The language that is a perfect blend of two others

North Dakota is home to most speakers of Michif, a language created by a combination of French and t

North Dakota is home to most speakers of Michif, a language created by a combination of French and the indigenous Cree. Picture: Getty Images - Credit: Getty Images

PETER TRUDGILL on a remarkable language made up equally from two others

From time to time we hear about 'mixed languages'. Maltese, for example, is sometimes said to be a mixture of the European language, Italian, and the North African variety of Arabic. But it isn't really. Its grammatical structures show that it is basically still a Semitic language.

Similarly, English can be said to be a mixture of Anglo-Saxon and French – we do have a very large number (about 40%) of French-origin words in our language (including origin and language, for instance – and instance). But when we look at its grammatical words and structures, we can see that English is still fundamentally a Germanic language.

In the same kind of way, about 60% of Albanian vocabulary is derived from Latin, but its grammatical structures are nothing like those of Italian or Spanish which are truly descended from Latin, and we would not want to consider it to be a Romance language.

However, a fascinating language which really is a genuine mixture in more or less equal parts of two languages, one European and one non-European, goes by the name of Michif (also Metsif – there are various spellings). It is a remarkable combination of French and the indigenous Canadian Algonquian language, Cree.


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It is spoken by some of the peoples known in Canada by the French name of Métis, earlier Métif, meaning 'of mixed ancestry, mestizo'.

The language has its origins in Canada, and there are still speakers in Manitoba and Saskatchewan, though most of them are in North Dakota in the USA.

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The language arose around the turn of the 19th century as result of intermarriage between male European-origin – mostly French-Canadian – fur traders, who had headed west across the plains from Quebec and the Canadian Maritime Provinces, on the one hand, and indigenous women, mostly Plains Cree, on the other.

Although the community was mixed in origin, by 1820 or so a distinctive culture had emerged, and it had a distinctive language to go with it: its speakers today mostly do not know any French or Cree as such.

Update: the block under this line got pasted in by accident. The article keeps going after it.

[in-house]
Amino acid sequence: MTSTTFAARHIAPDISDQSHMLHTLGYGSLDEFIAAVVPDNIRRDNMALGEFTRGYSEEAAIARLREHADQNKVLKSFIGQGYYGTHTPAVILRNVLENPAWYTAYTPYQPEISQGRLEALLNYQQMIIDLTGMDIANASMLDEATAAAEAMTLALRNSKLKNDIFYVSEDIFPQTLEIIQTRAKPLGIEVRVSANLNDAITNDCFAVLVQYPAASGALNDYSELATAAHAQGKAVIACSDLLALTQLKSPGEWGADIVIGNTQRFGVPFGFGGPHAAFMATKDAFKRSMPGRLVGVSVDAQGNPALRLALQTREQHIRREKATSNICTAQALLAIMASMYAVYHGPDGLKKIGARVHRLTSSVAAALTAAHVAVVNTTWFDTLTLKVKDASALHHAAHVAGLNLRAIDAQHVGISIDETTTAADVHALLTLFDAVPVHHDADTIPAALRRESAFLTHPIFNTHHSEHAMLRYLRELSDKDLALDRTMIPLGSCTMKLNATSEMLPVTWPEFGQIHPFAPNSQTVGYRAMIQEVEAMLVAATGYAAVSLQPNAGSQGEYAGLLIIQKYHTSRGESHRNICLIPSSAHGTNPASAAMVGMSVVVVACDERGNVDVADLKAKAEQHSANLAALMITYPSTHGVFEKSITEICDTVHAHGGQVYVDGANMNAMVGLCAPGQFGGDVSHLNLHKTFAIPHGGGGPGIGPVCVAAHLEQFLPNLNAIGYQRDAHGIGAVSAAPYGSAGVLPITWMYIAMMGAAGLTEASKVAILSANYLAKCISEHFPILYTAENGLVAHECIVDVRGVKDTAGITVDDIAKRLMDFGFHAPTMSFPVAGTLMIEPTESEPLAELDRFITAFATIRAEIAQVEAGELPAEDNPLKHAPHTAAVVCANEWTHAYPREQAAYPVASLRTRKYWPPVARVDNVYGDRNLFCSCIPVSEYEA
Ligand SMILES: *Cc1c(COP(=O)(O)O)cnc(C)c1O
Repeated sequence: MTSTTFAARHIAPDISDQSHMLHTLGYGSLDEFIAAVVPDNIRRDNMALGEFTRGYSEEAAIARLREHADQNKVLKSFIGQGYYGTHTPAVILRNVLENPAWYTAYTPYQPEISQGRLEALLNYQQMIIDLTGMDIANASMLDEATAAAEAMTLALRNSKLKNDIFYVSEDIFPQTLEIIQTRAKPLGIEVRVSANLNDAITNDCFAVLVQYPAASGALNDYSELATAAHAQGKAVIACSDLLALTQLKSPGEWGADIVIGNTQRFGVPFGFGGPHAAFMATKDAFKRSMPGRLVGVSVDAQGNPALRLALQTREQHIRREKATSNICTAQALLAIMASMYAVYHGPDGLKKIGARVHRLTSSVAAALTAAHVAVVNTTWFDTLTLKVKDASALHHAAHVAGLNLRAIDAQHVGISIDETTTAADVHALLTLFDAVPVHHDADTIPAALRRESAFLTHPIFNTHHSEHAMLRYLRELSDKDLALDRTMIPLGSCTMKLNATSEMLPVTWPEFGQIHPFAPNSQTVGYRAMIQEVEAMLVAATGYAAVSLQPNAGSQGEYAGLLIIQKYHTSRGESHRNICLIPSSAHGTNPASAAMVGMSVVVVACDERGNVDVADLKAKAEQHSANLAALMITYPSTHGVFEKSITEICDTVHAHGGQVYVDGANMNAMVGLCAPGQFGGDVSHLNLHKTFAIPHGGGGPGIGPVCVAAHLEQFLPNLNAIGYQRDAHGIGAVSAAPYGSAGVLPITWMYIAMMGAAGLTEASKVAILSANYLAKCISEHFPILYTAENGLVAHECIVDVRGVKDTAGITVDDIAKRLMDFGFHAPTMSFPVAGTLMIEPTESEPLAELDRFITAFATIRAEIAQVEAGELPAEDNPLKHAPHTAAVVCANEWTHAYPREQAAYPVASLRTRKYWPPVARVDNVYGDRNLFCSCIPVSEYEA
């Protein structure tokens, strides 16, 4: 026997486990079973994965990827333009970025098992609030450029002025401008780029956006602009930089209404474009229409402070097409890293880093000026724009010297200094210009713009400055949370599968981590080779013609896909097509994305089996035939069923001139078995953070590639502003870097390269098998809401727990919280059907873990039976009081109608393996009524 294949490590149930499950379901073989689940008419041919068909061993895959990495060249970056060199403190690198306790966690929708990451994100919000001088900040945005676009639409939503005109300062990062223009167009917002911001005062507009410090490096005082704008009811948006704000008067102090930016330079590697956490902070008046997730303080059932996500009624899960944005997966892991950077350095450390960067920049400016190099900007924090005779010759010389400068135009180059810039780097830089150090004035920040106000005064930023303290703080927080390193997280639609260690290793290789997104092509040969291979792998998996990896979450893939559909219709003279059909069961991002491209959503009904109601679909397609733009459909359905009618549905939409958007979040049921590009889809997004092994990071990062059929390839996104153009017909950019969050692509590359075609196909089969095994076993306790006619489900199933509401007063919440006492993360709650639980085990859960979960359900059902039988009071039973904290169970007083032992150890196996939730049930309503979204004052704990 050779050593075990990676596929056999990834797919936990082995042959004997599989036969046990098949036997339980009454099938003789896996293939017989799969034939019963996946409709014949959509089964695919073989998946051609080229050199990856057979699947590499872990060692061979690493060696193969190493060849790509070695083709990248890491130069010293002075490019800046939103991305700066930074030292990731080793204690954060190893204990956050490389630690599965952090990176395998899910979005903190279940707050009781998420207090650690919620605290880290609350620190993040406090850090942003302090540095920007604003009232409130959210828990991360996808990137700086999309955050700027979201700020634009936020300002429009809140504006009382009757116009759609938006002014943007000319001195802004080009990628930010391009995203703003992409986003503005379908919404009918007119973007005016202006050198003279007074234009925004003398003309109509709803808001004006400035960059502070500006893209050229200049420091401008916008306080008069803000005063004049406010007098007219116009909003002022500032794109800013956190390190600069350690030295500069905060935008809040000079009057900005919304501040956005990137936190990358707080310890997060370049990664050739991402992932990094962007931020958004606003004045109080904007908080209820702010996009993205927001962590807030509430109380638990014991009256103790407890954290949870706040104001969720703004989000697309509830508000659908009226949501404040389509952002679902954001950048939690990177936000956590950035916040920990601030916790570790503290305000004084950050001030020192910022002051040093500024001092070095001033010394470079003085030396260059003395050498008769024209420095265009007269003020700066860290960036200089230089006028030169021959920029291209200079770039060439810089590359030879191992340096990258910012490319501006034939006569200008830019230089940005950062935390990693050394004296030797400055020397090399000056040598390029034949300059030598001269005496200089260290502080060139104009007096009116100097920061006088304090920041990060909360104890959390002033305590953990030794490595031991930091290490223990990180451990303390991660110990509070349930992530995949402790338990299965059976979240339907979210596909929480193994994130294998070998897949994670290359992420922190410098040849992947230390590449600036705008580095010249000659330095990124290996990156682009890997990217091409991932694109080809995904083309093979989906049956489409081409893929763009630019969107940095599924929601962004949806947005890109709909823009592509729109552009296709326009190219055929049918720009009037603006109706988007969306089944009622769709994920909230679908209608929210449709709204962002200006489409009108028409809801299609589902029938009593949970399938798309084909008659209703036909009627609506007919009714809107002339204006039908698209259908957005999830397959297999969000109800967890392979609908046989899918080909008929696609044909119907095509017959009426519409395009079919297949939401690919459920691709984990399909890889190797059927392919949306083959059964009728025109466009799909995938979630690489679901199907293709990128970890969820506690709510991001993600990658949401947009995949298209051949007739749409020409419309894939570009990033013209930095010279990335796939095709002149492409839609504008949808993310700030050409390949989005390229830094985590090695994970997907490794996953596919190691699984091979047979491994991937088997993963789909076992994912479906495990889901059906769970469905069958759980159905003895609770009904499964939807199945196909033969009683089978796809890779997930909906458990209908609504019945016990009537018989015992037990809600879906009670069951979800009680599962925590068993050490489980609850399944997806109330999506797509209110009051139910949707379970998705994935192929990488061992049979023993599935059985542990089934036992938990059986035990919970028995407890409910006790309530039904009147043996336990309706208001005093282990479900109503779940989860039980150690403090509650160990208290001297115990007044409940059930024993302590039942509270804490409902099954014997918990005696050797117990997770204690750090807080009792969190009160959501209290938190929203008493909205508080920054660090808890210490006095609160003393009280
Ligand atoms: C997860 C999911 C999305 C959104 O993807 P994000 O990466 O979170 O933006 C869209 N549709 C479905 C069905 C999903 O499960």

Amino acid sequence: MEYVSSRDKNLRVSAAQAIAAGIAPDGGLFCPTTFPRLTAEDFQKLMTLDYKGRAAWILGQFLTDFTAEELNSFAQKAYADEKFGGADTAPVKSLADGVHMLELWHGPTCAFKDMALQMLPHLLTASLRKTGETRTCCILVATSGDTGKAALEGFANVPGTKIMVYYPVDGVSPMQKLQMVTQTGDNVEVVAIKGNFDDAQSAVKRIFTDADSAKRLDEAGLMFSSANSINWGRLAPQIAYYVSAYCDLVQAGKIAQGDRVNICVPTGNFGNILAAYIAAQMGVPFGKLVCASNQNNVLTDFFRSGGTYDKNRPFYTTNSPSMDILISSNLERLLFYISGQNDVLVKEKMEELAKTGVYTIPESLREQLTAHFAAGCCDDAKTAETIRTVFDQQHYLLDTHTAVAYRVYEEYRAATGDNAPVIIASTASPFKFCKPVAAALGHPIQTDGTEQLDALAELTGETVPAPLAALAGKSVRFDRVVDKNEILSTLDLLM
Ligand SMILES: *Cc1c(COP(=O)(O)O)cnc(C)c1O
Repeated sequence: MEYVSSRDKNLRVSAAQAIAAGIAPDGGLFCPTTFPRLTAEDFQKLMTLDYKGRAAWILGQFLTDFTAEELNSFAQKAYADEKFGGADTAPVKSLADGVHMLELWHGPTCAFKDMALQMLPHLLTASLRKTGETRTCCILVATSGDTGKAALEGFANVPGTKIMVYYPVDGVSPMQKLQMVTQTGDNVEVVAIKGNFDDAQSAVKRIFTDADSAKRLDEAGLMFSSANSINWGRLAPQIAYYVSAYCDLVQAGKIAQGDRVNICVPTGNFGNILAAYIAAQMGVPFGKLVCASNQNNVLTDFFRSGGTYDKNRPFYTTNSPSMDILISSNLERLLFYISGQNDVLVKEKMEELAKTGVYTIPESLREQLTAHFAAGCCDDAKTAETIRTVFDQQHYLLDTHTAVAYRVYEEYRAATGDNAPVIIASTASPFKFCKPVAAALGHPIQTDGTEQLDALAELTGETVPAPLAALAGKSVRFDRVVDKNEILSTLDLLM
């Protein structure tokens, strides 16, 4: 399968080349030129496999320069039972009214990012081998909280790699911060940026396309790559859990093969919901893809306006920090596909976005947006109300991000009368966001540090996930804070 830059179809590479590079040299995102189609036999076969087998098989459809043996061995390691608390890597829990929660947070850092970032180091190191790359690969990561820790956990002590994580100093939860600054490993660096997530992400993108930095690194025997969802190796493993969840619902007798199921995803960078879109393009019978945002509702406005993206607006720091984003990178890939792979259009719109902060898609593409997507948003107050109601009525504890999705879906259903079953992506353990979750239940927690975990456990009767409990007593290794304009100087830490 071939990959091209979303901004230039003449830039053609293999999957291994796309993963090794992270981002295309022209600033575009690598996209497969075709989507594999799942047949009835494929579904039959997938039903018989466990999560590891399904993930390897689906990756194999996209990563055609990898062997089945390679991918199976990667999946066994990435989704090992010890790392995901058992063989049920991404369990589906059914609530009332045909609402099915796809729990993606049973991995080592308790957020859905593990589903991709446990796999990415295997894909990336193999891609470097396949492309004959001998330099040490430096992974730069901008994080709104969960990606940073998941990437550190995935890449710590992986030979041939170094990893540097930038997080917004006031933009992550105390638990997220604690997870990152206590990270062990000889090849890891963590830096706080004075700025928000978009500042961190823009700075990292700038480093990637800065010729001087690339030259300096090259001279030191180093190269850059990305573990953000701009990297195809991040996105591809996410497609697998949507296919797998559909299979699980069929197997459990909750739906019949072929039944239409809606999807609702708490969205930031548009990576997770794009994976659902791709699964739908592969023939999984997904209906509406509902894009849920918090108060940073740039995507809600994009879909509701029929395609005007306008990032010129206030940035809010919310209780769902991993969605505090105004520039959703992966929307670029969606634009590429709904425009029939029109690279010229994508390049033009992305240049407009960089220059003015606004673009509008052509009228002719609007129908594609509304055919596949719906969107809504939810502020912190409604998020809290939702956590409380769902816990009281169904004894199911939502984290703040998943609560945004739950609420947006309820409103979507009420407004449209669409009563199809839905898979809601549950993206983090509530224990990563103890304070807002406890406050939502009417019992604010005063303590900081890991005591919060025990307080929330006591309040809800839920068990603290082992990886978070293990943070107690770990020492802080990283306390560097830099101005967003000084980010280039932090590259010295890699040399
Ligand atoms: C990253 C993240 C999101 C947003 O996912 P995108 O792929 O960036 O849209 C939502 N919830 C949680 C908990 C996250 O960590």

One of the most remarkable things about Metsif linguistically is that most of its nouns are French, complete with French-style grammatical gender and grammatical agreement between nouns and adjectives, while its verbs – which can be highly complex – are Cree. For example, la fam miciminêw li pci means 'the woman is holding the child'.

The way that sentence works is like this... La fam is in origin French la femme, 'the woman', complete with the feminine form of the definite article la, 'the'. Li pci is French le petit, 'the small (one)', with the masculine definite article le and the masculine form of petit (the feminine would be petite). Micimin-êw is Cree and means literally 'holds (s)he-him/her'.

Verbs in Algonquian languages have a very interesting structure. We can compare them with, for instance, Italian verbs, where you can omit the subject pronoun if you like because the verb already has a suffix at the end which tells you if the subject is 1st-, 2nd- or 3rd-person: (io) parl-o 'I speak', (tu) parl-i 'you speak', (noi) parl-iamo 'we speak'. Cree goes one better, however, because the verb suffix – and I am simplifying here – tells you both what the person of the subject is and what the person of the object is. The suffix -êw in micimin-êw marks the fact that the subject of the verb is in the third person (so he/she) and that the object is also in the third-person (so him/her).

The leading authority on Michif, the linguistic scientist Peter Bakker, says that genuinely mixed languages like this are generally spoken by people with dual ancestry, where all the original fathers spoke one language, and all the mothers spoke another, with their bilingual offspring being responsible, as children or adolescents, for the creation, deliberate or not, of the mixed language.

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